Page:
Ponzi or pyramid schemes seem to be everywhere lately. Last year, one of the largest international Ponzi schemes, Mavrodi Mondial Movement (MMM) set up shop in Nigeria, and about 3 million people joined. Another pyramid scheme, Ultimate Cycler, reportedly registered 2,000 people every week until it shut down in December. And despite reports that people lost about ₦18 billion to MMM, a new scheme, Twinkas, keeps attracting participants, including those who have lost money before.
The media has documented these developments, dutifully pointing out Nigerians' gullibility, but something about this characterization doesn't quite ring true. In a country where being "sharp" and streetwise are hailed as virtues, it is hard to understand why millions of people would be repeatedly conned by various versions of the same scam. Are people really victims or are we victimising each other?
Current Winners, Future Losers
A Ponzi scheme is an investment scam that typically operates in the following way: Mr Money Maker rides into town and asks the townspeople to invest in his new business, Money Making Machine (MMM) Inc. He claims the business involves turning oil into gold and is so profitable that he will pay investors a 30 percent return on their investment every month. But there is no oil, and there is no gold. Each month, as payment comes due, Mr Money Maker recruits new investors and uses their money to pay old investors. One month, Mr Money Maker can't find any more new investors; without more cash coming in, he changes his phone number and quietly vanishes into the night. MMM Inc. is no more, and all new investors (or reinvestors) have lost their money. Pyramid schemes differ slightly by paying participants based on how many new members they bring in, but the underlying principle is the same – people only gain money from the future losses of other participants. And so, Peter is robbed to pay Paul.
Government agencies usually assume that participants are oblivious to the true nature of the Ponzi scheme. In our example, Mr Money Maker would be charged with committing fraud because he lied that he was creating value by turning oil into gold; in reality, he was only shifting money around. Public officials expect that sharing information would reduce participation and encourage people to move their money to real investments.
But what if Mr Money Maker didn't lie? What if he rolled into town and boldly stated what he was doing?
Interestingly, the recent crop of Ponzi schemes in Nigeria make no secret of the fact that participants are not investors and will receive money only from other participants. MMM notoriously describes itself as a community. The schemes are clearly not designed to attract and deceive people who are looking for "proper" investment opportunities. So, if investing is not the incentive for participation, what is?
High Risk, High Reward
Right now, many Nigerians appear to approach these schemes with a mentality more akin to gambling than investing. They understand they stand to gain a lot of money as long as other people join but risk losing their money when the scheme folds up. And when EFCC tells Nigerians to "learn their lesson" from the failure of MMM, people aren't learning how to identify and avoid Ponzi schemes. Instead, they are learning strategies for playing the game better, such as, not putting in more money than they are willing to lose, not participating in any one scheme for more than a few months, and cashing out while they are ahead.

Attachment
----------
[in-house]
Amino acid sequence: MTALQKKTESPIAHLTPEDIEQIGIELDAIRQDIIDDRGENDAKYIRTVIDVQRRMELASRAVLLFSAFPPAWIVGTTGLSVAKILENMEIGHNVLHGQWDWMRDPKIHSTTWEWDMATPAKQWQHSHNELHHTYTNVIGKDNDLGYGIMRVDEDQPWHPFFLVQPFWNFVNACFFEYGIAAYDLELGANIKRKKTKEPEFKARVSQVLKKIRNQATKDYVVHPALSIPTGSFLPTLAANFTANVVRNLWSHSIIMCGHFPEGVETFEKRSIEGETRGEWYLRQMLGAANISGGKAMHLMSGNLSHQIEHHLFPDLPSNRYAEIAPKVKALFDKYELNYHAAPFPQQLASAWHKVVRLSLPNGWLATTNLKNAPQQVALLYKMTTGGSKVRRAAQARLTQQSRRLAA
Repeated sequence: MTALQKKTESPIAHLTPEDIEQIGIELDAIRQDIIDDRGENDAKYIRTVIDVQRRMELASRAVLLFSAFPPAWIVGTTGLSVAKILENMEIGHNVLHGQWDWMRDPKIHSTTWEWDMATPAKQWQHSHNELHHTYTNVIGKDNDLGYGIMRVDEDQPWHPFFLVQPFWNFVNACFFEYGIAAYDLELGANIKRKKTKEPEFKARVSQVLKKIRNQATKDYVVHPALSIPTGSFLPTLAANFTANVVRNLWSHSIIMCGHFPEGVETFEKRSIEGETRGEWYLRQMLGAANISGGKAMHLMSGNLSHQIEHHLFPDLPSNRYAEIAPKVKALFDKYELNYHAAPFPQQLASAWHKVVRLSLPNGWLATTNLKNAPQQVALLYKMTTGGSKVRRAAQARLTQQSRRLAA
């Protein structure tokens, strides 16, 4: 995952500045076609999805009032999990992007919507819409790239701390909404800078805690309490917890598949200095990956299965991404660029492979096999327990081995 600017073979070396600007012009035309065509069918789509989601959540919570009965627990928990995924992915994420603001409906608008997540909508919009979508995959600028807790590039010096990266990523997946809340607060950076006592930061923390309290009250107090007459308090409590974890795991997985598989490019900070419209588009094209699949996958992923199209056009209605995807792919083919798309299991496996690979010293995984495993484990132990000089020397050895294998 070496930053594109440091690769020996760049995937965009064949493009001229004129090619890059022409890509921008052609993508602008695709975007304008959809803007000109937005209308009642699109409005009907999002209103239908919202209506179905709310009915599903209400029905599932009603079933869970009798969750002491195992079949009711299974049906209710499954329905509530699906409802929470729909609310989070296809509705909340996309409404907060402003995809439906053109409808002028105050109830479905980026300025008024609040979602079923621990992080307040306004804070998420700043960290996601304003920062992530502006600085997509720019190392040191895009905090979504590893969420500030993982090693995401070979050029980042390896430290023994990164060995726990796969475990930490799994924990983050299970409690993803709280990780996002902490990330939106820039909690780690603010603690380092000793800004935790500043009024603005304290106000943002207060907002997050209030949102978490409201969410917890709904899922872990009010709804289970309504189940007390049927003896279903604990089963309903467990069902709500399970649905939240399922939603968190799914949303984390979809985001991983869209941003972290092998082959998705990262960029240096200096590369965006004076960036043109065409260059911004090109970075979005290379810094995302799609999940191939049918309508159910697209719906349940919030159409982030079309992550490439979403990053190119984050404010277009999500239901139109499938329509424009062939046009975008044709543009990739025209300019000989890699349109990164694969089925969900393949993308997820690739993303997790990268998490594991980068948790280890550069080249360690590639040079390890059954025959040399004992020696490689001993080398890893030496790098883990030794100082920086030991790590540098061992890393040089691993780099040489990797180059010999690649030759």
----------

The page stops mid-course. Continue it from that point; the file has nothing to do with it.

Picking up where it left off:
For Nigerians, MMM is like a reverse lottery: your likelihood of winning increases with the number of people who participate. So information campaigns to sensitise people against Ponzi schemes may have actually made these schemes more popular, and thus, more profitable!
If Nigerians see Ponzi schemes as a gamble, then it is not surprising that participation rates are so high. In recent years, Nigerians have displayed an increased propensity to gamble. Although there are only three licensed casinos in the country, gross revenues for casinos more than doubled from $26 million in 2011 to $56 million last year. Sports betting has grown even more. In 2014, close to 60 million Nigerians each spent an average of ₦3000 a day on sports betting.
Countries like South Africa, Kenya, and Zimbabwe where MMM successfully operated have similar gambling trends, suggesting that this pattern is not unique to Nigeria. Perhaps the best way to understand why Ponzi schemes have thrived is to examine why gambling has become so popular. From this perspective, strategies to curb illegal gambling may be more effective against the current crop of Ponzi schemes than traditional approaches.
A Broad Appeal
All this talk of betting and gambling may lead you to conclude that Nigeria's Ponzi schemes are mainly filled with young people. After all, the young are usually more willing to take risks with money, hanging around "Baba Ijebu" lotto kiosks, crowding sports betting centres, and diverting their school fees into Ponzi schemes. But that's not the whole story. Although there is no comprehensive data on all participants, there are just as many anecdotes of older adults putting in their pensions or trying to augment their civil service salaries to care for their families.
The common denominator for all groups is economic uncertainty. Entrepreneurs in Nigeria worry about the survival of their businesses and workers face uncertainty over their salaries being paid on time, or even paid at all. And these fears are not unreasonable; many businesses shut down last year, and over 10 million people were unemployed as at June 2016. With their livelihoods already at risk, people look more willing to try their luck with Ponzi schemes as a potentially more lucrative bet.